Gov’t body, producers reject sugar import liberalization

Anna Mogato

This is AI generated summarization, which may have errors. For context, always refer to the full article.

Gov’t body, producers reject sugar import liberalization
'It is alarming to note that this decision to liberalize sugar importation stemmed from a collegial body which means all economic planners are into this,' says Sugar Regulatory Administration board member Emilio Yulo

MANILA, Philippines – The Sugar Regulatory Administration (SRA) and the country’s sugar producers have slammed the proposal to liberalize sugar importation once the rice tariffication bill is signed into law. 

“It is alarming to note that this decision to liberalize sugar importation stemmed from a collegial body which means all economic planners are into this,” SRA board member Emilio Yulo said in a statement on Monday, February 5.

Yulo, who represents sugar planters in the board, said that the SRA and the sugar industry are opposed to the liberalization agreed upon by the Cabinet Economic Development Cluster (EDC).

He made the statement after Socioeconomic Planning Secretary Ernesto M. Pernia announced that the EDC had made a “collegial stand” to liberalize sugar imports to keep sugar prices low.

“Sugar is very expensive in the country as supply is dominated by a select few. Intermediation costs are also high,” Pernia said in a statement justifying the decision on Monday.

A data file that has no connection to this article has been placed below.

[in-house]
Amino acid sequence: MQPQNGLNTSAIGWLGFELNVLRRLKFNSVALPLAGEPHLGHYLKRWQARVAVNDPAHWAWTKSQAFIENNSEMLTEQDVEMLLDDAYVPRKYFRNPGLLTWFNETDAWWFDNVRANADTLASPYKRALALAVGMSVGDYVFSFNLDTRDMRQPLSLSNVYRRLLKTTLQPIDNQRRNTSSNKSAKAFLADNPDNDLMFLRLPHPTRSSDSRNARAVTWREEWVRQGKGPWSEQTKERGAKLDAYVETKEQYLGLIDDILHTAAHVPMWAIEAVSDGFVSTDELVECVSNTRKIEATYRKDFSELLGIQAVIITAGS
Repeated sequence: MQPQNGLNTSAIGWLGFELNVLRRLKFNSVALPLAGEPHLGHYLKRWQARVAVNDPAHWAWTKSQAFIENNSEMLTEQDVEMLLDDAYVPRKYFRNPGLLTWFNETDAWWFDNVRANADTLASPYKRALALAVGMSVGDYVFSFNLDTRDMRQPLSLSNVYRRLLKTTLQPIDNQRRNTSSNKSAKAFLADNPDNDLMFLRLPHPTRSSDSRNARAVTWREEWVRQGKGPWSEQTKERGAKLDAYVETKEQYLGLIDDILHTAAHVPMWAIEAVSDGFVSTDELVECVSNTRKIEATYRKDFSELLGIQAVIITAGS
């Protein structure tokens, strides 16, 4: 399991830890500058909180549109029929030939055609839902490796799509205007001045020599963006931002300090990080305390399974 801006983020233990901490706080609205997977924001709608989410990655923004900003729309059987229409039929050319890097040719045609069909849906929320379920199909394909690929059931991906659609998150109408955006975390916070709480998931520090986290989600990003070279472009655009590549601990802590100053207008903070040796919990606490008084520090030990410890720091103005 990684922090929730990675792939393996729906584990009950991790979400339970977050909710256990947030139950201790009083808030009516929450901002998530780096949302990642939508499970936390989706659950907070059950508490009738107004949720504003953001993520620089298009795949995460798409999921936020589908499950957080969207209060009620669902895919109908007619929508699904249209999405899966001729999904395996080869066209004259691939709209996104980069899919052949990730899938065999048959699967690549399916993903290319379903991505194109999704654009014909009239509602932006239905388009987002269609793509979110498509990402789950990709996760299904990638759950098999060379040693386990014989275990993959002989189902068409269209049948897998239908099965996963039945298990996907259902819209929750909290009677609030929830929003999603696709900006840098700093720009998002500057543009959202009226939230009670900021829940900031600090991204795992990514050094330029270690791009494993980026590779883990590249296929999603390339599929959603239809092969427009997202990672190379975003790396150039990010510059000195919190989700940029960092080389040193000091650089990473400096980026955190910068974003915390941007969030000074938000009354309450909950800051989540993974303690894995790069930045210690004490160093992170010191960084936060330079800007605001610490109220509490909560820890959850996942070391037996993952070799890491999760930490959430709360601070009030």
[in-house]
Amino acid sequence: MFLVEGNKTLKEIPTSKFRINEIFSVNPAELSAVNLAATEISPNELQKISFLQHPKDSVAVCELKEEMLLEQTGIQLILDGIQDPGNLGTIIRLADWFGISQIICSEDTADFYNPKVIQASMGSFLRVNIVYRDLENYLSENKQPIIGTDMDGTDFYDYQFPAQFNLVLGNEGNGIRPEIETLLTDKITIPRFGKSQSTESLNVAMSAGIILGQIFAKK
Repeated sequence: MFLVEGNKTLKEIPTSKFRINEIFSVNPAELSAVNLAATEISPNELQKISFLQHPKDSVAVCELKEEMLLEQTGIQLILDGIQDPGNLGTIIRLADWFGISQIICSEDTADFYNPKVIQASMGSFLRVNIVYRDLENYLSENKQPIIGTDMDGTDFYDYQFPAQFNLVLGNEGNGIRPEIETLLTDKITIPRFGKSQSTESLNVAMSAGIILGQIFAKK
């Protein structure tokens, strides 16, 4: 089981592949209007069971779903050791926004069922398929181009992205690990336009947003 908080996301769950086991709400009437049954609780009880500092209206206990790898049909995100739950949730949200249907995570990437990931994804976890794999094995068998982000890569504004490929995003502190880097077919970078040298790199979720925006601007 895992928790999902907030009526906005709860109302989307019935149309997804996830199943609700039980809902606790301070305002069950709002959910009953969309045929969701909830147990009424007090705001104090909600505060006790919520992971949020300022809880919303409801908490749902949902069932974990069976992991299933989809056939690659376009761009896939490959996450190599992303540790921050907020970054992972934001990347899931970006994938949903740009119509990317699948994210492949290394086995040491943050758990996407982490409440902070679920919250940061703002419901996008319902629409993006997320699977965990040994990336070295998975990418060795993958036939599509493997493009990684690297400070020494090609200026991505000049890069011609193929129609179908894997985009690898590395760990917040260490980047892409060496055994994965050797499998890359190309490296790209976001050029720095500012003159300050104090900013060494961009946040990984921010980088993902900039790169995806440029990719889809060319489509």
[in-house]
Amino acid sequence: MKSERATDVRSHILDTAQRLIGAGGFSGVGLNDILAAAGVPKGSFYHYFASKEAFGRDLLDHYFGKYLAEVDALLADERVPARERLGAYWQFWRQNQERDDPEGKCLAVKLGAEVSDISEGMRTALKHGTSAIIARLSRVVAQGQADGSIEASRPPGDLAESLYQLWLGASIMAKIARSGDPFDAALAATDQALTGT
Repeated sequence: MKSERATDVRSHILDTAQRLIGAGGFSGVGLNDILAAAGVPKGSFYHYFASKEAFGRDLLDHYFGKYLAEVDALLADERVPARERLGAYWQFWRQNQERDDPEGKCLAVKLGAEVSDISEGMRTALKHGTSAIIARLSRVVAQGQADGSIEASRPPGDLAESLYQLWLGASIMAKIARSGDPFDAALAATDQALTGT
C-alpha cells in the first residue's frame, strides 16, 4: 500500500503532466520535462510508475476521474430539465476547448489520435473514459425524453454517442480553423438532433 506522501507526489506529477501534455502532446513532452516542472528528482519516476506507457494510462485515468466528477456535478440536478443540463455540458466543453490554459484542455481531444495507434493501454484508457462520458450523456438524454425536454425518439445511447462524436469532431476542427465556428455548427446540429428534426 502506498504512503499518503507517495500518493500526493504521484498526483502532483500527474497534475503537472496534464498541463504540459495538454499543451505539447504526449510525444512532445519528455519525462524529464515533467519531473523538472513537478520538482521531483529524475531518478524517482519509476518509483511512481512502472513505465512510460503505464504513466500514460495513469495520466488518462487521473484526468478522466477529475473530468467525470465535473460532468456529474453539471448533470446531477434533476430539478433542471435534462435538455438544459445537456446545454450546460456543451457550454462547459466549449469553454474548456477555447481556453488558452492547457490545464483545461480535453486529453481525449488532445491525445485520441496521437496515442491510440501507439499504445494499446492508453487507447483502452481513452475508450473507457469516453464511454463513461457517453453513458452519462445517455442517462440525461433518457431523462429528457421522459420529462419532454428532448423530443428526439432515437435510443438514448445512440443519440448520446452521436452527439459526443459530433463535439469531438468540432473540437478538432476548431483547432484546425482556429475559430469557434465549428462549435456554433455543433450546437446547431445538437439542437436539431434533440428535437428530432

In response to the EDC’s position, Yulo said, “We are once again reminding the EDC…that we have long been urging them to monitor the price of retail sugar and find out what’s causing these high prices that they claim because definitely, the producers are not profiting from it.

Yulo  also noted that Agriculture Secretary Emmanuel F. Piñol “who publicly came out with his support to the [sugar] industry” is part of the Cabinet cluster that backed sugar import liberalization.

“[U]nless, of course, Piñol was intentionally left out in that meeting where they decided the fate of the sugar industry,”  he said.

Budget Secretary Benjamin Diokno earlier announced the plan, adding that the deregulation of sugar imports, aside from keeping sugar prices low, may even spur the sugar industry to be more competitive.

Liberalizing imports, such as rice, was never fully supported by its industry stakeholders. (Read: Duterte asked to veto provisions in rice tariffication bill)

In the same statement issued by the SRA, Confederation of Sugar Producers Association spokesperson Raymond Montinola was quoted saying that they “will not have a repeat of the ’80s when there was widespread hunger in Negros due to the collapse of the sugar industry.”

“We have barely recovered from the high fructose corn syrup issue and here we are again being targeted by the economic managers,” Montinola added, referring to the first package of the Tax Reform for Acceleration and Inclusion law which imposed excise tax on both high fructose corn syrup and sugar. 

The SRA asked the Department of Agriculture (DA) last year to impose suggested retail prices on sugar following price increased due to “speculators” and a drop in production.  Prior to this, the agency also gave the go signal to import around 200,000 metric tons of sugar.

Aside from the National Economic and Development Authority and the DA, the other members of the Cabinet economic cluster are the Department of Trade and Industry, Department of Budget and Management, Department of Public Works and Highways, Department of Transportation and Communication, Department of Energy, Department of Science and Technology, Department of Tourism, and the Department of the Interior and Local Government.


Add a comment

Sort by

There are no comments yet. Add your comment to start the conversation.

Summarize this article with AI

How does this make you feel?

Download the Rappler App!